6
$\begingroup$

enter image description here goes on till infinity.

I get two solutions by rewriting the term in the form of the equation $x = 3-(2/x)$, which are $1$ and $2$.

But in my opinion this term should have only one possible value. Then which one is wrong and why?

$\endgroup$
  • 1
    $\begingroup$ Maybe it doesn't converge, but instead alternates around two poles $1$ and $2$? $\endgroup$ – Colm Bhandal Aug 6 '15 at 16:19
  • $\begingroup$ Maybe, but I haven't ever seen such cases. Can you please give me another example, where the final value keeps "jumping" among certain fixed values? $\endgroup$ – Phoenix Aug 6 '15 at 16:26
  • $\begingroup$ Seems like the answers cleared that up :) $\endgroup$ – Colm Bhandal Aug 6 '15 at 16:41
7
$\begingroup$

If you continue adding numbers to the expression one at a time, then you have the sequence $$ 3,\; 3-2,\; 3-\frac{2}{3},\; 3-\frac{2}{3-2},\; 3-\frac{2}{3-\frac{2}{3}},\; 3-\frac{2}{3-\frac{2}{3-2}},\;3-\frac{2}{3-\frac{2}{3-\frac{2}{3}}}\ldots, $$ or $$ 3,\; 1,\; \frac{7}{3},\; 1,\; \frac{15}{7},\; 1,\;\frac{31}{15},\;\ldots, $$ which consists of two alternating subsequences: one is identically $1$, and the other converges to $2$. Depending on exactly how you define the value of the infinite fraction (i.e., what sequence you define it to be the limit of), it could be $1$, or $2$, or non-convergent.

$\endgroup$
  • $\begingroup$ You might be interested in some other aspects I mention in my answer. Regards, $\endgroup$ – Markus Scheuer Aug 7 '15 at 15:00
3
$\begingroup$

Look at it as two different series and you will understand why both 1 and 2 are possible solutions of this:

series 1: $\{3-2, 3-\frac{2}{3-2}, 3-\frac{2}{3-\frac{2}{3-2}}, ...\}$
series 2: $\{3-\frac{2}{3}, 3-\frac{2}{3-\frac{2}{3}}, 3-\frac{2}{3-\frac{2}{3-\frac{2}{3}}}, ...\}$.

series 1 converges to 1 whereas series 2 converges to 2.

$\endgroup$
0
$\begingroup$

Note: OP's expression is usually regarded as continued fraction. We will show it has the single solution $2$.

Before we analyse OPs expression, let's have a look at a continued fraction representation of $\sqrt{2}$

\begin{align*} \sqrt{2}=[1;2,2,2,\ldots]=1+\frac{1}{2+\frac{1}{2+\frac{1}{2+\ddots}}} \end{align*}

The convenient notation $[1;2,2,2,\ldots]$ shows the integer part $1$ of $\sqrt{2}$ in the first position, followed by the successive values $2$ in the denominators left from the '$+$' sign.

Since the numerator is always $1$ it's called a simple continued fraction. In general a simple continued fraction can be written as

\begin{align*} x=[a_0;a_1,a_2,a_3,\ldots]=a_0+\frac{1}{a_1+\frac{1}{a_2+\frac{1}{a_3+\ddots}}} \end{align*}

The approximation by finite continued fractions of $x$ is the sequence \begin{align*} [a_0],[a_0;a_1],[a_0;a_1,a_2],[a_0;a_1,a_2,a_3],\ldots \end{align*}

In case of $\sqrt{2}$ we obtain \begin{align*} [a_0]&=[1]=1\\ [a_0;a_1]&=[1;2]=1+\frac{1}{2}=\frac{3}{2}\\ [a_0;a_1,a_2]&=[1;2,2]=1+\frac{1}{2+\frac{1}{2}}=\frac{7}{5}\\ [a_0;a_1,a_2,a_3]&=[1;2,2,2]=1+\frac{1}{2+\frac{1}{2+\frac{1}{2}}}=\frac{17}{12}\\ &\ldots \end{align*}

In general we consider a continued fraction in the form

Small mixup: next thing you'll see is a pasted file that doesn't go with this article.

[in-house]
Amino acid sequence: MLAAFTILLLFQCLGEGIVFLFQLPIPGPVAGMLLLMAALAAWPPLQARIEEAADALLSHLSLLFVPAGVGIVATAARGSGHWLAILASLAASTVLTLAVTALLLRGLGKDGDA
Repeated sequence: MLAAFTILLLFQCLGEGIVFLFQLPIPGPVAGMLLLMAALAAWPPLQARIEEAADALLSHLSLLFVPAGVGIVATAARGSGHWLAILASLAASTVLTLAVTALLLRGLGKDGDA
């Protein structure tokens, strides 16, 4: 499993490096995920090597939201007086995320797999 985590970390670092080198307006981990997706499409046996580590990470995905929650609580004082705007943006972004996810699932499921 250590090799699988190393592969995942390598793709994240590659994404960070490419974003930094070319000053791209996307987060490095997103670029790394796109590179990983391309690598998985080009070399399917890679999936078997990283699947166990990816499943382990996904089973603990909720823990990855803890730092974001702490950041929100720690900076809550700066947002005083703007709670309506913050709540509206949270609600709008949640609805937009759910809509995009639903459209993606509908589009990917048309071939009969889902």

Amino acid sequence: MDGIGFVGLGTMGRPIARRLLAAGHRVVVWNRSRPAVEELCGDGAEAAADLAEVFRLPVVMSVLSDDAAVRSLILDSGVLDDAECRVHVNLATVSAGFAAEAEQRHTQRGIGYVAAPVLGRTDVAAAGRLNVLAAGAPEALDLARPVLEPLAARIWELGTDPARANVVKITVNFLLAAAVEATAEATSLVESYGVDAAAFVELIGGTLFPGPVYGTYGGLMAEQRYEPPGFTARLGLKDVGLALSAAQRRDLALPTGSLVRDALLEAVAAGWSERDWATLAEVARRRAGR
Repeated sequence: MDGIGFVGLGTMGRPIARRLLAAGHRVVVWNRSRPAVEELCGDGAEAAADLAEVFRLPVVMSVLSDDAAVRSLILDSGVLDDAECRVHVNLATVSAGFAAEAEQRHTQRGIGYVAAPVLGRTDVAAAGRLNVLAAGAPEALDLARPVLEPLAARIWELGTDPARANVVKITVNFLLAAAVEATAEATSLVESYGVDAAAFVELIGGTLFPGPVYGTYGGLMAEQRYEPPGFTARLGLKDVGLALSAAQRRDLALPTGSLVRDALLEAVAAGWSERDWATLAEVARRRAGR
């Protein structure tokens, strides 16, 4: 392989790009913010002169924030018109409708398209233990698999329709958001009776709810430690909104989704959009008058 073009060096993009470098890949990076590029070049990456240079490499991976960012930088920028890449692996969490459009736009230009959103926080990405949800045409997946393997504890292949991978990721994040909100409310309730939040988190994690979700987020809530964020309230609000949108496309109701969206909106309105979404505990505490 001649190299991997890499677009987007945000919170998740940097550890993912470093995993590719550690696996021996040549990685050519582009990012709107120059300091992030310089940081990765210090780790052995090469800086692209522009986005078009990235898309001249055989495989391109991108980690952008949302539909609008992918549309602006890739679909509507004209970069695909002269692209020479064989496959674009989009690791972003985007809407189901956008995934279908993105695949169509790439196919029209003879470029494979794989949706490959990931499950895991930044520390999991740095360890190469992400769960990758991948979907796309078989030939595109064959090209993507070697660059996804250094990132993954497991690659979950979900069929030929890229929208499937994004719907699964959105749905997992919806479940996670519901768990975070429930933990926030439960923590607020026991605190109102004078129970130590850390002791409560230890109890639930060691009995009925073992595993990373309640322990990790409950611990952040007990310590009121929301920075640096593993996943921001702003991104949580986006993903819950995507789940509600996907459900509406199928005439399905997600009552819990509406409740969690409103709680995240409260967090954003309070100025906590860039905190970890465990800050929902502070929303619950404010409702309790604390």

\begin{align*} x=a_0+\frac{b_1}{a_1+\frac{b_2}{a_2+\frac{b_3}{a_3+\ddots}}}\tag{1} \end{align*}

and the approximation of $x$ is analogously

\begin{align*} x_0&=a_0\\ x_1&=a_0+\frac{\left.b_1\right|}{\left|a_1\right.}=a_0+\frac{b_1}{a_1}\\ x_2&=a_0+\frac{\left.b_1\right|}{\left|a_1\right.} +\frac{\left.b_2\right|}{\left|a_2\right.} =a_0+\frac{b_1}{a_1+\frac{b_2}{a_2}}\\ x_3&=a_0+\frac{\left.b_1\right|}{\left|a_1\right.} +\frac{\left.b_2\right|}{\left|a_2\right.} +\frac{\left.b_3\right|}{\left|a_3\right.} =a_0+\frac{b_1}{a_1+\frac{b_2}{a_2+\frac{b_3}{a_3}}}\\ &\ldots \end{align*}

Now we are well prepared to take a look at OPs expression

\begin{align*} x=3+\frac{-2}{3+\frac{-2}{3+\frac{-2}{3+\ddots}}} \end{align*}

Here we put the '$-$' sign to the denominator in order to get the same representation as in (1). In a more compact way we can write

\begin{align*} x=3+\frac{\left.-2\right|}{\left|3\right.} +\frac{\left.-2\right|}{\left|3\right.} +\frac{\left.-2\right|}{\left|3\right.} +\cdots \end{align*}

The approximation of $x$ by its finite continued fractions is

\begin{align*} x_0&=3\\ x_1&=3+\frac{\left.-2\right|}{\left|3\right.}=3+\frac{-2}{3}=\frac{7}{3}\\ x_2&=3+\frac{\left.-2\right|}{\left|3\right.} +\frac{\left.-2\right|}{\left|3\right.} =3+\frac{-2}{3}=\frac{15}{7}\\ x_3&=3+\frac{\left.-2\right|}{\left|3\right.} +\frac{\left.-2\right|}{\left|3\right.} +\frac{\left.-2\right|}{\left|3\right.} =3+\frac{-2}{3+\frac{-2}{3+\frac{-2}{3}}}=\frac{31}{15}\tag{2}\\ &\ldots \end{align*}

We see from (2) that $x$ converges to $\lim_{n\rightarrow \infty}\left(2+\frac{1}{n}\right)=2$ which is easily to prove.

Conclusion: The infinite continued fraction $x$ is defined as the limit of the corresponding approximating finite continued fractions in (2) and we so obtain $x=2$ as the only solution.

Epilog: Another nice gem is the continued fraction of $e$

\begin{align*} e=[2;1,2,1,1,4,1,1,6,1,1,8,...] \end{align*}

and here is a short proof of it.

$\endgroup$

Your Answer

By clicking “Post Your Answer”, you agree to our terms of service, privacy policy and cookie policy

Not the answer you're looking for? Browse other questions tagged or ask your own question.